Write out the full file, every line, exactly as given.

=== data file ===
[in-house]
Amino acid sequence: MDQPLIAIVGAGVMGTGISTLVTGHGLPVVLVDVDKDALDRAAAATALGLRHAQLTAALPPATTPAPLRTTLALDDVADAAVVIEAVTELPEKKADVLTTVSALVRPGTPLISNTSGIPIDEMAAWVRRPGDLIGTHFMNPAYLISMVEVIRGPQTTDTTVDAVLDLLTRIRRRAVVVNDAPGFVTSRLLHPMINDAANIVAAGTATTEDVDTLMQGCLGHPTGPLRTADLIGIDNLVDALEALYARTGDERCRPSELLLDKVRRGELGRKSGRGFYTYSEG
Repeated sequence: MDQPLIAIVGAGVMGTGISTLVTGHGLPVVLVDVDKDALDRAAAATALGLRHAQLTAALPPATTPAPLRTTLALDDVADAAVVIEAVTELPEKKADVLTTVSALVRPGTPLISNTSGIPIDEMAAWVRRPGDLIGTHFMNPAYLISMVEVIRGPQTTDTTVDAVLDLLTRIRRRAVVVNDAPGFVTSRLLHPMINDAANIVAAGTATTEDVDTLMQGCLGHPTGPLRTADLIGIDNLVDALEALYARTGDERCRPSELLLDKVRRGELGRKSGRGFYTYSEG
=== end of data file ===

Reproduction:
[in-house]
Amino acid sequence: MDQPLIAIVGAGVMGTGISTLVTGHGLPVVLVDVDKDALDRAAAATALGLRHAQLTAALPPATTPAPLRTTLALDDVADAAVVIEAVTELPEKKADVLTTVSALVRPGTPLISNTSGIPIDEMAAWVRRPGDLIGTHFMNPAYLISMVEVIRGPQTTDTTVDAVLDLLTRIRRRAVVVNDAPGFVTSRLLHPMINDAANIVAAGTATTEDVDTLMQGCLGHPTGPLRTADLIGIDNLVDALEALYARTGDERCRPSELLLDKVRRGELGRKSGRGFYTYSEG
Repeated sequence: MDQPLIAIVGAGVMGTGISTLVTGHGLPVVLVDVDKDALDRAAAATALGLRHAQLTAALPPATTPAPLRTTLALDDVADAAVVIEAVTELPEKKADVLTTVSALVRPGTPLISNTSGIPIDEMAAWVRRPGDLIGTHFMNPAYLISMVEVIRGPQTTDTTVDAVLDLLTRIRRRAVVVNDAPGFVTSRLLHPMINDAANIVAAGTATTEDVDTLMQGCLGHPTGPLRTADLIGIDNLVDALEALYARTGDERCRPSELLLDKVRRGELGRKSGRGFYTYSEG